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“Then the LORD God took the man and put him into the garden of Eden to cultivate it and keep it.” -Genesis 2:15

cul·ti·vate (kŭltə-vāt′)
tr.v. cul·ti·vat·ed, cul·ti·vat·ing, cul·ti·vates
a. To improve and prepare (land), as by plowing or fertilizing, for raising crops; till.
b. To loosen or dig soil around (growing plants).
2. To grow or tend (a plant or crop).
3. To promote the growth of (a biological culture).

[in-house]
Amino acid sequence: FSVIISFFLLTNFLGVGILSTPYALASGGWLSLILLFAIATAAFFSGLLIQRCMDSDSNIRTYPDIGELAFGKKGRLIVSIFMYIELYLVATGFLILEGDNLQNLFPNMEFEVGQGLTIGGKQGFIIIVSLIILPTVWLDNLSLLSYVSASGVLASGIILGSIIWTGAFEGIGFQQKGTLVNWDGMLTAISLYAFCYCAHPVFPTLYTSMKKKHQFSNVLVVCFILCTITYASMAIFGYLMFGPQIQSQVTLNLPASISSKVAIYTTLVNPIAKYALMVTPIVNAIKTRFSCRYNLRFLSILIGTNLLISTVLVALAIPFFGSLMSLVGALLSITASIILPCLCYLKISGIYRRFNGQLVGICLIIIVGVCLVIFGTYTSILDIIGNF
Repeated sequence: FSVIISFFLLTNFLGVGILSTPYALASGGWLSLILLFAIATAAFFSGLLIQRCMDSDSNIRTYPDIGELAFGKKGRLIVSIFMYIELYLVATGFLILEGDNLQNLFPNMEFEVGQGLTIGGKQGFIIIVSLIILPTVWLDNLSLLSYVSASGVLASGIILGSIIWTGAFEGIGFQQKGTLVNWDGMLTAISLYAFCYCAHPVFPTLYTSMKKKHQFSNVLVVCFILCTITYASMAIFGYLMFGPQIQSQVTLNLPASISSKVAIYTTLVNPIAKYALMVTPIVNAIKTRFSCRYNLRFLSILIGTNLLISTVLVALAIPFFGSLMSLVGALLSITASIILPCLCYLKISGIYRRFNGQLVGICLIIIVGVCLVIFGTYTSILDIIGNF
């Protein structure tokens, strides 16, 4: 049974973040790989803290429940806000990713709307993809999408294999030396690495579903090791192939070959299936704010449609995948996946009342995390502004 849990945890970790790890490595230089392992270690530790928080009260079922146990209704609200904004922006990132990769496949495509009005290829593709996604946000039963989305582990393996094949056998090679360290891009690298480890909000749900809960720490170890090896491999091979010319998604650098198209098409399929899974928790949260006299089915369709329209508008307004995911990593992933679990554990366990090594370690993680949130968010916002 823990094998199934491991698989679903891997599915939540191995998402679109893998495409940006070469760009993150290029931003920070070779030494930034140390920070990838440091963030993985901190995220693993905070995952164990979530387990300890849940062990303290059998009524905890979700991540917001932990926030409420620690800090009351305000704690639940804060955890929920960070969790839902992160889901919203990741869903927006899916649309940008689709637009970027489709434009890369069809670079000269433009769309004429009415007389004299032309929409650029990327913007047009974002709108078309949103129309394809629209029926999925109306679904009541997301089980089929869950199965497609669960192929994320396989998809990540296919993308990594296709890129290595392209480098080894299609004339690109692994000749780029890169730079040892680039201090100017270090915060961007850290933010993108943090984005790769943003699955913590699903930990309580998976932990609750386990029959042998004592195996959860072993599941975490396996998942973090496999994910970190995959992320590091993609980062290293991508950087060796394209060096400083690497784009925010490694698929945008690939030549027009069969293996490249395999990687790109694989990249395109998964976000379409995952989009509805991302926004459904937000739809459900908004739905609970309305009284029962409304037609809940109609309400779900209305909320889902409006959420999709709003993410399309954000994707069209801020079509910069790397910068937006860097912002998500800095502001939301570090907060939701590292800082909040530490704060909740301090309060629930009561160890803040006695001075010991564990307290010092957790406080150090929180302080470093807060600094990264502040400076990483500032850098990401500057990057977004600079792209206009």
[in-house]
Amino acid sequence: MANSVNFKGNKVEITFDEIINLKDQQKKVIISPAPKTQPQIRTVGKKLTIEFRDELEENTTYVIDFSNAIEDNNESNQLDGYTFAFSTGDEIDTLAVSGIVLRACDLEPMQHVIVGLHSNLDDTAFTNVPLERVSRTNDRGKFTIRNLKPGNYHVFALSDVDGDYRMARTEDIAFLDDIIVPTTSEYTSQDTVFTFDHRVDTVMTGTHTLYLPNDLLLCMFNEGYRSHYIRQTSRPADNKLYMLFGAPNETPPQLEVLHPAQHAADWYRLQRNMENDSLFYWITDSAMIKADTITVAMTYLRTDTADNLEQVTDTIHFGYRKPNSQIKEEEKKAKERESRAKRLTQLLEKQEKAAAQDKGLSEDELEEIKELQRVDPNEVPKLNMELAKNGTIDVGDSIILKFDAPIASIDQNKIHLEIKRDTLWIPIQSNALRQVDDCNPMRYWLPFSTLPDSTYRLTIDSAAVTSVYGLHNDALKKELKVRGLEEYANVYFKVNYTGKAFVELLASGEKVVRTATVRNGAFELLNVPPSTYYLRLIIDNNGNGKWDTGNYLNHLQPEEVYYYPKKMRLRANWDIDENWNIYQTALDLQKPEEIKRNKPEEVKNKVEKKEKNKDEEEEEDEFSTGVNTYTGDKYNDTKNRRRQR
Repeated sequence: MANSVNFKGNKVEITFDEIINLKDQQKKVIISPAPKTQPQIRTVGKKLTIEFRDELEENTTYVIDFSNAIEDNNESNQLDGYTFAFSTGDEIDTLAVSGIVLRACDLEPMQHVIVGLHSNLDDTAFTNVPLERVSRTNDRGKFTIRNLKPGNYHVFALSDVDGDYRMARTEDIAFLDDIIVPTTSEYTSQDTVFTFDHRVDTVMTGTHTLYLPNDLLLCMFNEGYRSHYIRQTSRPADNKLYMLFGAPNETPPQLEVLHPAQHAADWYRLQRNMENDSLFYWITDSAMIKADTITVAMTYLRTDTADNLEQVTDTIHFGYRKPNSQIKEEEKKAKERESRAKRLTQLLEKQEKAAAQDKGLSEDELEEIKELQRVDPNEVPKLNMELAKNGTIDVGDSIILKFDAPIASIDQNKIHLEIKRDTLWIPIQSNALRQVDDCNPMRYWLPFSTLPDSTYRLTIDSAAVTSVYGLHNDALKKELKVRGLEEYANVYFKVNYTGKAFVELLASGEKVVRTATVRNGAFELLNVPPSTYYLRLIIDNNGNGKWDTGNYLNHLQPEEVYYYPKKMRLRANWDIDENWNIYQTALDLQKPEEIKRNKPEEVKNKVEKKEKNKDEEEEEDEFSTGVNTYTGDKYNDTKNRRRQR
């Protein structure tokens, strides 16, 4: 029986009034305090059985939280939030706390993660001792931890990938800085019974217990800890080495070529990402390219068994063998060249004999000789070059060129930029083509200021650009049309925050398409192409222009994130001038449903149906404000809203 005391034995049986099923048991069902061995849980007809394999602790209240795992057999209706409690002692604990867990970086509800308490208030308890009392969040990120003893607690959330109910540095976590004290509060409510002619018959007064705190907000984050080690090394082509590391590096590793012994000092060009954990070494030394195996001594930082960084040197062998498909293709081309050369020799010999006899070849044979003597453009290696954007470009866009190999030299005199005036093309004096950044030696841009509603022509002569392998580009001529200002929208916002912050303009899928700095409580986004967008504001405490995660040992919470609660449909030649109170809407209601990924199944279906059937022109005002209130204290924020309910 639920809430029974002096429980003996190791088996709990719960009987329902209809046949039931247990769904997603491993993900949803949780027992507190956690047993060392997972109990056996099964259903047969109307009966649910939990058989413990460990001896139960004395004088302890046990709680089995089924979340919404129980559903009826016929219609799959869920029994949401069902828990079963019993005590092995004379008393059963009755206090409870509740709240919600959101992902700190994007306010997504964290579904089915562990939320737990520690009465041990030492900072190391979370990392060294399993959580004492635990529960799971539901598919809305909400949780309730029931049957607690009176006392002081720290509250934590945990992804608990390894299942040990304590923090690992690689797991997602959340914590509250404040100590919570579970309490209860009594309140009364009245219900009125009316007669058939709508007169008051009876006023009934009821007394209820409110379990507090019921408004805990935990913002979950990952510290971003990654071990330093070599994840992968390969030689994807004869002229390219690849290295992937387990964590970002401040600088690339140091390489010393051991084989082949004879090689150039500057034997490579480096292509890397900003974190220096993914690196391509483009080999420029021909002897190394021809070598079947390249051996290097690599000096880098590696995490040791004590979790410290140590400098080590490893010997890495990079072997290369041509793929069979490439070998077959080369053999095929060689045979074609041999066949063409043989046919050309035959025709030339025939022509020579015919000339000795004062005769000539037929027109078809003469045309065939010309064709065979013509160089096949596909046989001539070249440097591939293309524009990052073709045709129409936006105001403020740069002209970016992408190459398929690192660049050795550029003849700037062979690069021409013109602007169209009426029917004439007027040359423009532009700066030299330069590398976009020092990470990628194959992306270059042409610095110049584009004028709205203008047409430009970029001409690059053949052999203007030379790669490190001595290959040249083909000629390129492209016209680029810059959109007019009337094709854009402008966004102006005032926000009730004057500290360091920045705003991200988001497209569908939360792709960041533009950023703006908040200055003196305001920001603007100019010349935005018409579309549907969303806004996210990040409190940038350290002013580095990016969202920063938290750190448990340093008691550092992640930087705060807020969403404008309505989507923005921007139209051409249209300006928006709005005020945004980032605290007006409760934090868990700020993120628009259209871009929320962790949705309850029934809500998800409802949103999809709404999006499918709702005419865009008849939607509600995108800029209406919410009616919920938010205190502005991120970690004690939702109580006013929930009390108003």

4. To encourage or foster: cultivate a respect for the law. See Synonyms at nurture.
5. To acquire, develop, or refine, as by education: cultivating a posh accent.
6. To seek the acquaintance or goodwill of; make friends with: cultivated the club’s new members.
[Medieval Latin cultīvāre, cultīvāt-, from cultīvus, tilled, from Latin cultus, past participle of colere, to till; see kwel-1 in the Appendix of Indo-European roots.]
culti·vat′a·ble adj.
The American Heritage® Dictionary of the English Language, Fifth Edition copyright ©2016 by Houghton Mifflin Harcourt Publishing Company. All rights reserved.

“A righteous man has regard for the life of his animal, But even the compassion of the wicked is cruel.” -Proverbs 12:10